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Rivera’s road to 2020 Olympics runs through the Netherlands

Coryn Rivera will ride for Liv – Plantur in 2017. The transfer should help the American learn the classics and prep for the Tokyo Games.

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Coryn Rivera’s 2016 was punctuated by two big transitions: In May, she walked in Marian College’s graduation ceremony, closing the book on her undergraduate years; in October, she celebrated another graduation, signing with a European WorldTour team, Liv – Plantur.

Although the 24-year-old says she might someday go back to the classroom for an MBA, her next phase of education will take place on Europe’s, narrow, often cobbled roads.

“I really enjoy the classics,” Rivera says. “Kind of funny for a girl from California who’s in the sunshine almost year-round to want to do these really gritty, sometimes terrible weather races. I love the grit and technicality of it.

“I know if I really focus on something I’ll do well at it. I think the classics is what I’m really looking forward to next year.”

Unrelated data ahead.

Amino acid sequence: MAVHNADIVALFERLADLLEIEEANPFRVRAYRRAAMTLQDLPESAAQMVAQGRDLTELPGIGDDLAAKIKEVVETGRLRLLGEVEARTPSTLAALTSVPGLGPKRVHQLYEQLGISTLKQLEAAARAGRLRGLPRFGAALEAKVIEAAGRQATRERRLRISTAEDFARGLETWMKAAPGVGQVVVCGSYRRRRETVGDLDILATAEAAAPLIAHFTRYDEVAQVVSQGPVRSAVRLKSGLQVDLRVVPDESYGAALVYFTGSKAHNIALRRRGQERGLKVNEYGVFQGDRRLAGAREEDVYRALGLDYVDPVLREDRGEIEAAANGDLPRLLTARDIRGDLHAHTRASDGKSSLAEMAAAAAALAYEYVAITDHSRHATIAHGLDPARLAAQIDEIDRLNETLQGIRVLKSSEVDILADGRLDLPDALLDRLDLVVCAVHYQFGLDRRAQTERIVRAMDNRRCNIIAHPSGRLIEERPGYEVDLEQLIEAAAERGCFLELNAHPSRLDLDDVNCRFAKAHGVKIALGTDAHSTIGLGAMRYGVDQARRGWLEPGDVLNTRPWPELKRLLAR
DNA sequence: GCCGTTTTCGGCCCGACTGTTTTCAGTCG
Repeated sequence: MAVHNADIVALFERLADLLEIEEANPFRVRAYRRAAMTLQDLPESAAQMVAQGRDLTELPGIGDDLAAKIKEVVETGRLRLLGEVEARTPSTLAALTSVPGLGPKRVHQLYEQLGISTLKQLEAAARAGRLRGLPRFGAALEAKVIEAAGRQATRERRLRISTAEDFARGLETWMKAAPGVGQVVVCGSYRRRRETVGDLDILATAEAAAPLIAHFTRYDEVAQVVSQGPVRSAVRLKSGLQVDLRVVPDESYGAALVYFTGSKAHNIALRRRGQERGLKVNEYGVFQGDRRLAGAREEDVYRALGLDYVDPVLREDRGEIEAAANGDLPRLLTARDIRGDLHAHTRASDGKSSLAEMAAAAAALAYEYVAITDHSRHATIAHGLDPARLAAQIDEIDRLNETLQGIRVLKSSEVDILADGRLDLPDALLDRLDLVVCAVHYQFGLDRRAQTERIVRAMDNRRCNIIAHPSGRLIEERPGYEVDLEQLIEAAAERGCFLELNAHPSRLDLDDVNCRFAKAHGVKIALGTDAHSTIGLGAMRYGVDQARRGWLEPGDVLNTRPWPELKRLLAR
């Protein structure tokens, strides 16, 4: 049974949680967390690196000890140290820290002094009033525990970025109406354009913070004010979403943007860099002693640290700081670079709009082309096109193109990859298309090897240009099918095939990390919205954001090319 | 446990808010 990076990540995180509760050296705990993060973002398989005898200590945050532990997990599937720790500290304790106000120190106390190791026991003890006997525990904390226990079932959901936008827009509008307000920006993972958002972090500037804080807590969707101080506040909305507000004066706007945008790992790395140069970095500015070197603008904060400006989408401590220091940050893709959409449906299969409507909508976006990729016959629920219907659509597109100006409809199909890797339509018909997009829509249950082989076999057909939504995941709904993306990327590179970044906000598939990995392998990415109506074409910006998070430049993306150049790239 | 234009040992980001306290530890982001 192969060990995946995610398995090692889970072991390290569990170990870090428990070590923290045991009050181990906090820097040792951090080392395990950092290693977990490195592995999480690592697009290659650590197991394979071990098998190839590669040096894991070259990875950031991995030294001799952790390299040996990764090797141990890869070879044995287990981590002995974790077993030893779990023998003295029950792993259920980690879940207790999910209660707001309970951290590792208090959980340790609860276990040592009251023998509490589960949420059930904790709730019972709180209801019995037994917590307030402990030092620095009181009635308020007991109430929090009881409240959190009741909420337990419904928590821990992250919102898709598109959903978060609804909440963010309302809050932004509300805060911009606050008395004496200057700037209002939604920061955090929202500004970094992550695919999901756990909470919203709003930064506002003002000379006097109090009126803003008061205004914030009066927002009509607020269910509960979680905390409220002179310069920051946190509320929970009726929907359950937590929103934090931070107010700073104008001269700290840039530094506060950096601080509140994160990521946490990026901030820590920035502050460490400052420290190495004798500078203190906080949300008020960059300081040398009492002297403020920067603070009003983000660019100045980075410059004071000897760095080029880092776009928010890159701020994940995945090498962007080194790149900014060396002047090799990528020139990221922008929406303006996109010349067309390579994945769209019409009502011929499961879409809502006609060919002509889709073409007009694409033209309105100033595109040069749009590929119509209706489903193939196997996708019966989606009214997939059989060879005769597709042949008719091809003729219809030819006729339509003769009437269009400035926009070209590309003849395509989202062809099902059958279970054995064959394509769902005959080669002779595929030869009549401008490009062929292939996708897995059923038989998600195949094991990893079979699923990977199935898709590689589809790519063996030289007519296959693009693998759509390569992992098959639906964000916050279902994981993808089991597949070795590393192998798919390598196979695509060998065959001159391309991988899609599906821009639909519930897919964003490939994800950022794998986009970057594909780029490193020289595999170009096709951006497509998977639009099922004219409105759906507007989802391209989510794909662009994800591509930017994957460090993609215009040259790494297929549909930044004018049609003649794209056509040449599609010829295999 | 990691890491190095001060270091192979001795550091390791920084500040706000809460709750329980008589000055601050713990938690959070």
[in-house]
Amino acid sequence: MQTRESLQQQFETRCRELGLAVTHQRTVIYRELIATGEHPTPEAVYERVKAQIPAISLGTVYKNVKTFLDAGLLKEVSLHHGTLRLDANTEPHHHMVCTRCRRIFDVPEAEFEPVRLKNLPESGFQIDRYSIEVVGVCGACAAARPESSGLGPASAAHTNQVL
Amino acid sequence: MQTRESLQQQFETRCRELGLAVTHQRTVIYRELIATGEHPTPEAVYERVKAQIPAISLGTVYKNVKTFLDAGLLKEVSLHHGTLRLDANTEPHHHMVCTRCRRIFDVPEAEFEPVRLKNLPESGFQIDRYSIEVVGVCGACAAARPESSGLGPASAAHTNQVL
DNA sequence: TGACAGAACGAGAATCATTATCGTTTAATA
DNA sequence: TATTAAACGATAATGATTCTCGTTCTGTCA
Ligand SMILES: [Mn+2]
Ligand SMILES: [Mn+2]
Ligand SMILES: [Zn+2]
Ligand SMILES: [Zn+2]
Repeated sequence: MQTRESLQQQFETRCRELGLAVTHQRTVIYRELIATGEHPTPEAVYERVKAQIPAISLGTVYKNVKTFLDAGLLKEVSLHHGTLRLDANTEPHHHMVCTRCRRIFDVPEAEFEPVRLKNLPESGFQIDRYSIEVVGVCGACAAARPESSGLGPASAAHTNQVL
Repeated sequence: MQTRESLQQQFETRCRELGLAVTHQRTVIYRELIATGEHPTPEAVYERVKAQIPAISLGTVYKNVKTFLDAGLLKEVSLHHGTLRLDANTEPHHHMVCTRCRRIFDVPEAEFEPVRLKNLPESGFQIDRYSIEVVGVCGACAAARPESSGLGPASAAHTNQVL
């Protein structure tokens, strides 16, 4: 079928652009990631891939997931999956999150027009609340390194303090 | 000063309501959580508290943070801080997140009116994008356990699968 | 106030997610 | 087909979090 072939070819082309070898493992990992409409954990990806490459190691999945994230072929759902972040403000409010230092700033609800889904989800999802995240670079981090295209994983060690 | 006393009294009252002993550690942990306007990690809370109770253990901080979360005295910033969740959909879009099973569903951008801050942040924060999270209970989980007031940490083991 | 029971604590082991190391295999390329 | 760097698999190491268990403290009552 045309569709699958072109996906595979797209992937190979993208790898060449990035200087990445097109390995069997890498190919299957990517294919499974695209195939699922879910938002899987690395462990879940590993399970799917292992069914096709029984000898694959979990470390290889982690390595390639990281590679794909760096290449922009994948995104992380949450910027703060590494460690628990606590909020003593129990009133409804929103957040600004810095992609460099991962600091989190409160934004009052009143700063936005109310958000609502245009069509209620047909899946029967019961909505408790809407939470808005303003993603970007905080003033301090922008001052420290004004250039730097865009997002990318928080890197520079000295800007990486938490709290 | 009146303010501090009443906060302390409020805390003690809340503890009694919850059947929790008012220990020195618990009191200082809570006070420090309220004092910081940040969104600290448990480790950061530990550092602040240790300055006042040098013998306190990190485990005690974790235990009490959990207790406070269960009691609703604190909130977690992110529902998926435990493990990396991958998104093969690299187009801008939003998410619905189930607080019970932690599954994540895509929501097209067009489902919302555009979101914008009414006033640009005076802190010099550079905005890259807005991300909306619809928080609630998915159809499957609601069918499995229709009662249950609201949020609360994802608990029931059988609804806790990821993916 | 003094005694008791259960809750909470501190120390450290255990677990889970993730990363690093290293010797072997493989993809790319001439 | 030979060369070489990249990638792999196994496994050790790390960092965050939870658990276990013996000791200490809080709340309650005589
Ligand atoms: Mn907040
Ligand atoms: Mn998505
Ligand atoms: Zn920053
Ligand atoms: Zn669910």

Riding for UnitedHealthcare for the first three years of her pro career, she’s been initiated into European racing, little by little. Rivera burst onto the scene in 2014, sprinting to sixth in the inaugural edition of La Course, and since then, she’s collected 10 top-10 results in European races, including two stage wins at Thüringen Rundfahrt.

The coming season should be a full emersion. Rivera will live in Sittard, the Netherlands. Her Dutch team, Liv – Plantur, is currently ranked seventh in the world. The team has a host of veterans, including Ellen van Dijk, winner of the 2014 Tour of Flanders. “I really enjoyed Flanders this past year,” says Rivera, who should benefit from the Dutchwoman’s experience. Plus, the Californian will have a fellow North American, Leah Kirchmann, on her new squad. “We were always head-to head. Now as teammates I think we’ll be able to help each other out,” Rivera says of the Canadian.

Longer term, Rivera hopes the WorldTour ride and the experience it offers will boost her chances for the Tokyo Olympics in 2020. “I’m growing every year, getting better every year. Definitely going after the Olympics, the next round in Tokyo. That’ll be the goal in four years.”

But now, before the spring classics begin, well before the Tokyo Games are in sight, Rivera’s focus is on Doha, Qatar, and the 2016 UCI World Road Championships.

“There’s about 29 roundabouts that we either go through or around in that 15km circuit. It’ll be fun,” she says, describing the Doha circuit. “I’ve kind of evolved over the past three years. I still have that natural punchiness. I think we should have a good race.”